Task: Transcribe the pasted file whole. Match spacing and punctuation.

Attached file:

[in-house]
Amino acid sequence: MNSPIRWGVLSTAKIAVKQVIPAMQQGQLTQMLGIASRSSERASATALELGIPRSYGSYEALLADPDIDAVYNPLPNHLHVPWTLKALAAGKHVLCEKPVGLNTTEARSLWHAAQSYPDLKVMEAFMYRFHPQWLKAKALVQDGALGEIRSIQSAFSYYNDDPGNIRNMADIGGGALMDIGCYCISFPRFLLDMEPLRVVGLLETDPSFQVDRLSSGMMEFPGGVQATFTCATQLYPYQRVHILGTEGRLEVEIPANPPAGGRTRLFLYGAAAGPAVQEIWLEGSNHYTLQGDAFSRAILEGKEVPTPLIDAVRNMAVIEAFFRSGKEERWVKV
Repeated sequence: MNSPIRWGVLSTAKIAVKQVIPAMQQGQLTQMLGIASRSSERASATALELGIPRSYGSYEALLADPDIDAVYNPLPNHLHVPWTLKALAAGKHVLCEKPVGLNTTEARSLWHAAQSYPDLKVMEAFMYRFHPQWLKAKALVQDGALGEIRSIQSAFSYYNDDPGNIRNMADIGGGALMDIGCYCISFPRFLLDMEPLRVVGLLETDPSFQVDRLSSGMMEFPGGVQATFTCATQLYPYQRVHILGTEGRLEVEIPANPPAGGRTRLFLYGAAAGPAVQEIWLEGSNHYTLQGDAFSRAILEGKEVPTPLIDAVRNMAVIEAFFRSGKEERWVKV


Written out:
[in-house]
Amino acid sequence: MNSPIRWGVLSTAKIAVKQVIPAMQQGQLTQMLGIASRSSERASATALELGIPRSYGSYEALLADPDIDAVYNPLPNHLHVPWTLKALAAGKHVLCEKPVGLNTTEARSLWHAAQSYPDLKVMEAFMYRFHPQWLKAKALVQDGALGEIRSIQSAFSYYNDDPGNIRNMADIGGGALMDIGCYCISFPRFLLDMEPLRVVGLLETDPSFQVDRLSSGMMEFPGGVQATFTCATQLYPYQRVHILGTEGRLEVEIPANPPAGGRTRLFLYGAAAGPAVQEIWLEGSNHYTLQGDAFSRAILEGKEVPTPLIDAVRNMAVIEAFFRSGKEERWVKV
Repeated sequence: MNSPIRWGVLSTAKIAVKQVIPAMQQGQLTQMLGIASRSSERASATALELGIPRSYGSYEALLADPDIDAVYNPLPNHLHVPWTLKALAAGKHVLCEKPVGLNTTEARSLWHAAQSYPDLKVMEAFMYRFHPQWLKAKALVQDGALGEIRSIQSAFSYYNDDPGNIRNMADIGGGALMDIGCYCISFPRFLLDMEPLRVVGLLETDPSFQVDRLSSGMMEFPGGVQATFTCATQLYPYQRVHILGTEGRLEVEIPANPPAGGRTRLFLYGAAAGPAVQEIWLEGSNHYTLQGDAFSRAILEGKEVPTPLIDAVRNMAVIEAFFRSGKEERWVKV